Where am I?
Over the years I have often read in books about writing: ‘Write what you know.’ Sound advice, something I’ve done on frequent occasions.
Drawing on your own life experiences can be a very powerful tool to enhance one’s writing. Sharing the familiar can ensure the integrity of your writing. It is, in a way, being true to yourself.
Drawing on what you know is an important consideration when writing a novel, for it will often determine the setting of your story. I usually set my stories and novels in Australia, and specifically South Australia. This is the part of the world I know best. It is the setting with which I feel most comfortable because I know it so well.
The importance of setting
What if you decide to write a story set in another country? Or another period of time? Or on another planet?
That was the dilemma facing me when I started out writing my current WIP, a novel for children set in Nepal. Sure, I had some knowledge of the country, but visiting as a tourist for four weeks is a far cry from being born and living all your life there. It can be even quite divorced from the impressions and experiences of someone who has lived and worked in that country for some years.
As a result of my problem, it was crucial that I either abandon the project or set to and do some thorough research. The concept of a young boy caught in the midst of a civil war would not go away. Stories have a habit of doing that. Layered upon that idea was the friendship he develops with an Australian expatriot boy whose father is working in Nepal.
I have no idea what it is like to live in another country. I have had to draw deep on being resourceful. I am rapidly devouring a series of books written by expatriate Australians, Canadians and Americans (among others) who have lived a significant portion of their lives in Nepal, and especially rural parts of the country. This has been a revelation to me, and I am fearful that the research will take over and prove more enjoyable than the writing of the novel.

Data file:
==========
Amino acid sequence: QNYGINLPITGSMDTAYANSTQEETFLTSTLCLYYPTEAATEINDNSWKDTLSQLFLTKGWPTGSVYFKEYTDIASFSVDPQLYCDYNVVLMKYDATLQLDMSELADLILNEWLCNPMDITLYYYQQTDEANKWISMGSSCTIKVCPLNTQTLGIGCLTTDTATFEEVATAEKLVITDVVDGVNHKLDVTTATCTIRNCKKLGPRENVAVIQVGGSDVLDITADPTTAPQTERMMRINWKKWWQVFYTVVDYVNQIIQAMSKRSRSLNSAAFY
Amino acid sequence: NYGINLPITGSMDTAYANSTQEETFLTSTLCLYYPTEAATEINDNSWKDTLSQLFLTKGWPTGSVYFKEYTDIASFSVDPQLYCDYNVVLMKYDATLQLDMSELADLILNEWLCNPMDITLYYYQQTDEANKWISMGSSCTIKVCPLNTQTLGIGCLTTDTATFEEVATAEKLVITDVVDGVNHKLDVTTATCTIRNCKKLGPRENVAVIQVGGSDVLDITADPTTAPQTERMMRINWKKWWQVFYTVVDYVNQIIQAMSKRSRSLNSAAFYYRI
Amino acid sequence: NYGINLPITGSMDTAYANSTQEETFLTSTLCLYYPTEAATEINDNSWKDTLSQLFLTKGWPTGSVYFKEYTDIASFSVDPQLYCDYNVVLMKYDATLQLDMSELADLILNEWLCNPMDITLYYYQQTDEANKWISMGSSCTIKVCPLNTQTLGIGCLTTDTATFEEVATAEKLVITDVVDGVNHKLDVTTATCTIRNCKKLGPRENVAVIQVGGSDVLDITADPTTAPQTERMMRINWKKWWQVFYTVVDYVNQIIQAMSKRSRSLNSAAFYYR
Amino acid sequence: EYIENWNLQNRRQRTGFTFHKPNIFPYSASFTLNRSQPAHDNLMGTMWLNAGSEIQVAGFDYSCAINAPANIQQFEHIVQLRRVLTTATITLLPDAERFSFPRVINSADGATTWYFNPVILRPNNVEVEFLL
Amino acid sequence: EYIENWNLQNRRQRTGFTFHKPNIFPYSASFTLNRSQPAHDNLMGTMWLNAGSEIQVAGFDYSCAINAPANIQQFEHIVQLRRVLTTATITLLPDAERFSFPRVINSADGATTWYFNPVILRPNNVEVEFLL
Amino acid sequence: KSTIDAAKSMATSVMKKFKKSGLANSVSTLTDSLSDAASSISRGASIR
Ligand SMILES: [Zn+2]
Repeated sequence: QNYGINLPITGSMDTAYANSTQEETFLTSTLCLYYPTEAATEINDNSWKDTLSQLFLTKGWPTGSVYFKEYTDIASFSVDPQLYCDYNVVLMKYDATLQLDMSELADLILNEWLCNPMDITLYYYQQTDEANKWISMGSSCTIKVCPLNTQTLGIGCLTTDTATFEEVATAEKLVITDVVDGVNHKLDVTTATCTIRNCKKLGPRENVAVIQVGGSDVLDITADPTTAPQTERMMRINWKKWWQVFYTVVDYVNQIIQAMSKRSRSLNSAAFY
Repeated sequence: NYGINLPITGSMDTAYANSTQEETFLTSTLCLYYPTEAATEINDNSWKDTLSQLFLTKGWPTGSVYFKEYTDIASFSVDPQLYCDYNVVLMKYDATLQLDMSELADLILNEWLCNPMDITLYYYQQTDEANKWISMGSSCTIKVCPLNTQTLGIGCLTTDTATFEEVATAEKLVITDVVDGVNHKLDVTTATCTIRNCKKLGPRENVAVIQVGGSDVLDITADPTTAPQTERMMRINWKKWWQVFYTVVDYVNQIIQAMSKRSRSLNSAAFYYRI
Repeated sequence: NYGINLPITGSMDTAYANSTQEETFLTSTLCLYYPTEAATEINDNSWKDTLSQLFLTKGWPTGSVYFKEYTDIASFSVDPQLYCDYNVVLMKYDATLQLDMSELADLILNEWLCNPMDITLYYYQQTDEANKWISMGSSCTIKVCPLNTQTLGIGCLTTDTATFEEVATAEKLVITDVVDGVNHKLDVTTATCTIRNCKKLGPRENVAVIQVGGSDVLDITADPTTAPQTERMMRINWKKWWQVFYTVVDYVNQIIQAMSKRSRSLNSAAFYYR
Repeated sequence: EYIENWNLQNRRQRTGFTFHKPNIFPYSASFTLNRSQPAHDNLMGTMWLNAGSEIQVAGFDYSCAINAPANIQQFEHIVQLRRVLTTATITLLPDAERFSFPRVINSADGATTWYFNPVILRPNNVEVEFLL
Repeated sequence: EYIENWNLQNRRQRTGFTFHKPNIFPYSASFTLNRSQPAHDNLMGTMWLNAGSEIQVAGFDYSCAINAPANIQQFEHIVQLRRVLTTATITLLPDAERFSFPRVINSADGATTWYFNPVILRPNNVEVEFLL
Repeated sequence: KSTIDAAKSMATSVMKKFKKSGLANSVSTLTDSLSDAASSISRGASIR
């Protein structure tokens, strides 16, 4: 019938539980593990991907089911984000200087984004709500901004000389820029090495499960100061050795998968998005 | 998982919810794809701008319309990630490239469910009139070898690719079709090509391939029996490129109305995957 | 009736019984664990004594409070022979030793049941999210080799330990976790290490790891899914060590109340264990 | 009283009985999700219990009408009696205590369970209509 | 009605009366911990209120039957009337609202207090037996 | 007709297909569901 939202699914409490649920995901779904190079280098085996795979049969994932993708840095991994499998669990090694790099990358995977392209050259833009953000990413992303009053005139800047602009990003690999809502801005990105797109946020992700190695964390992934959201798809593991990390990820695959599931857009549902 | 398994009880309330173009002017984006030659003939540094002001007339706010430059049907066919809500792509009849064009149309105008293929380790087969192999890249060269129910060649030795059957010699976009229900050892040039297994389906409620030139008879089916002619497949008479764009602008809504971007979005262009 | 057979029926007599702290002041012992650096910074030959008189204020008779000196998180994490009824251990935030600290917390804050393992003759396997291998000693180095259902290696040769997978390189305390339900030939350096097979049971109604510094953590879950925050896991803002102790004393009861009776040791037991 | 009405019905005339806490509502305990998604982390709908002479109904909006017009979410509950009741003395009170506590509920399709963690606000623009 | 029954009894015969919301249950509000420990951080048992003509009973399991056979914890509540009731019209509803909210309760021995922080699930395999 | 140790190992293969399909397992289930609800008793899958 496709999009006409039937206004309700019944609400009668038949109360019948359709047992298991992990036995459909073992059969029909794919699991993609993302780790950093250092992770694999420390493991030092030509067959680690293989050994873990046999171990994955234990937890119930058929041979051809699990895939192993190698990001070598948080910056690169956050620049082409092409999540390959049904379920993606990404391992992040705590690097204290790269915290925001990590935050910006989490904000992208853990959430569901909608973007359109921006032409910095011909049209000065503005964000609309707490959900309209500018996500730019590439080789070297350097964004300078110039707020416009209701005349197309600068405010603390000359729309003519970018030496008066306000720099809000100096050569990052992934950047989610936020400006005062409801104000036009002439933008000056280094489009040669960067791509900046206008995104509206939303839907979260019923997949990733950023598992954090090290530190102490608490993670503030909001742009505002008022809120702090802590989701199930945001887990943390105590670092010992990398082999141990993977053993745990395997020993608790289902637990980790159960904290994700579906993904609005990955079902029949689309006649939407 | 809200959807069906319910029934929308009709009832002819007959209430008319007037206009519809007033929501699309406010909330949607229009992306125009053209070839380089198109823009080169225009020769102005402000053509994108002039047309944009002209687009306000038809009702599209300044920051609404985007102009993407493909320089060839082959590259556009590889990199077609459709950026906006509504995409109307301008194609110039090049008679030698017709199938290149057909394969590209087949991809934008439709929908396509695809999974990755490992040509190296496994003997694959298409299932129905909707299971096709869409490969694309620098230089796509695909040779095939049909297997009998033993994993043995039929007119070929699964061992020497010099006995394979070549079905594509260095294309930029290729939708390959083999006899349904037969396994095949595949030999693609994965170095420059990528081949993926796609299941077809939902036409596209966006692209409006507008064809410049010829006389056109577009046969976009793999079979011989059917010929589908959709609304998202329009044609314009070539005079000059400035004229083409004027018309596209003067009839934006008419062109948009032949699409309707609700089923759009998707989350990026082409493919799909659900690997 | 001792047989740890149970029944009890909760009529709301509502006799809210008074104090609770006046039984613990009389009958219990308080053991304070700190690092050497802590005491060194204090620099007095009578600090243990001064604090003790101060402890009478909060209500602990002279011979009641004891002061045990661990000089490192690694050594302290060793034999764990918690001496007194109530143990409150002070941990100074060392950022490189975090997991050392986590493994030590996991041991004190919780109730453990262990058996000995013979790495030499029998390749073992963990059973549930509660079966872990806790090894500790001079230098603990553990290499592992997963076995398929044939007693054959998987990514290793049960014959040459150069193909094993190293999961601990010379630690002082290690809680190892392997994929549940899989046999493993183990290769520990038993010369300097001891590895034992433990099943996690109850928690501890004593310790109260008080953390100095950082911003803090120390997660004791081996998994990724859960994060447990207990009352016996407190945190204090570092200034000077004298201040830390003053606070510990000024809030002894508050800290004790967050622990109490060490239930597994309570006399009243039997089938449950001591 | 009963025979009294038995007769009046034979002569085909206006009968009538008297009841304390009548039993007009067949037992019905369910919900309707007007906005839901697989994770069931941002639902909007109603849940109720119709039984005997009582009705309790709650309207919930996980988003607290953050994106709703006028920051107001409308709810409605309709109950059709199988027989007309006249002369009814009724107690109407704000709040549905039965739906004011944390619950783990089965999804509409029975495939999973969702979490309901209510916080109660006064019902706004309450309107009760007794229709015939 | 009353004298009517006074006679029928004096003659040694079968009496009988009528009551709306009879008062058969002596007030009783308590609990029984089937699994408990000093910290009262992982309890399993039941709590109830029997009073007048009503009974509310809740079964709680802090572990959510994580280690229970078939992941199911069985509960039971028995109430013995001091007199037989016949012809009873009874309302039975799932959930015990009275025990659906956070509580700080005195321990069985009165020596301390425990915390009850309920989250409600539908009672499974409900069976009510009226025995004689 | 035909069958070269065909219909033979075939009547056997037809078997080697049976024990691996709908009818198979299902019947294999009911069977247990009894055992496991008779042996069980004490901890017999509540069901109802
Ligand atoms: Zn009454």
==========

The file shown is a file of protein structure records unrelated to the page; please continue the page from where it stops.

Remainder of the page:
It’s something I must guard against.
It’s a fascinating journey on which I’ve embarked.
I am writing a novel.
I need to clarify that statement: I have been thinking about writing a novel. The time for thinking is over. I urgently need to start some serious planning and writing. The pressure is really on, because I have to present the first chapter – or a part of a chapter – at a seminar next week.
Let me back-track a little. Regular readers of this blog will know that I am half way through my Master of Arts in Creative Writing course. So far I’ve been very successful, completing all the assignments and gaining distinctions (or higher) for every one of them. It was hard work, but the writing has been very satisfying. My skills have developed way beyond what I had hoped for, and I’ve produced many pleasing pieces of writing.
I have one unit of study to complete. It’s called Editing and Publishing for Writers, a very practical course aimed at both editing one’s writing and preparing work for publication. The balance of my studies this year will focus on my thesis paper. This will be a 40,000 word novel.
What should I write about?
This is a question that has plagued writers ever since the first stylus was picked up to scratch on a clay tablet in ancient Sumaria. I wasn’t there at the time, so I’m not sure what they wrote about. In varying degrees of perplexity, many writers have always struggled to come up story ideas.
It makes it so much easier if you know the plot line before you start writing. You know – beginning, middle and ending – that sort of thing. Not to forget twists and turns, problems to overcome, births, deaths, marriages, murders and the inevitable taxes.
It also helps to know your characters. Boy or girl, adults, animals, creatures, monsters or aliens: they’ve all been used before and will presumably be used many times more for many years to come.
Finally, it is essential that you are quite clear in your head where and when the story is set. Will it be in a city or a rural setting? Will it be a place near you or far away, perhaps in another country or even another world? Will the story be set in the present time, the distant past or even the future?
Decisions, decisions, decisions
The writer has to make so many decisions when starting to write a short story or novel. These choices are essential in the planning stages and they need to be reviewed constantly while the work is in progress. That is what I will be doing during the coming months.
I will get by with little help from my readers:
This blog will become a journey through the writing of my novel. I plan to write frequently about the process and the decisions I make. I invite reader’s comments as we go; in fact, you can all help me in the process. I will need all the help I can get.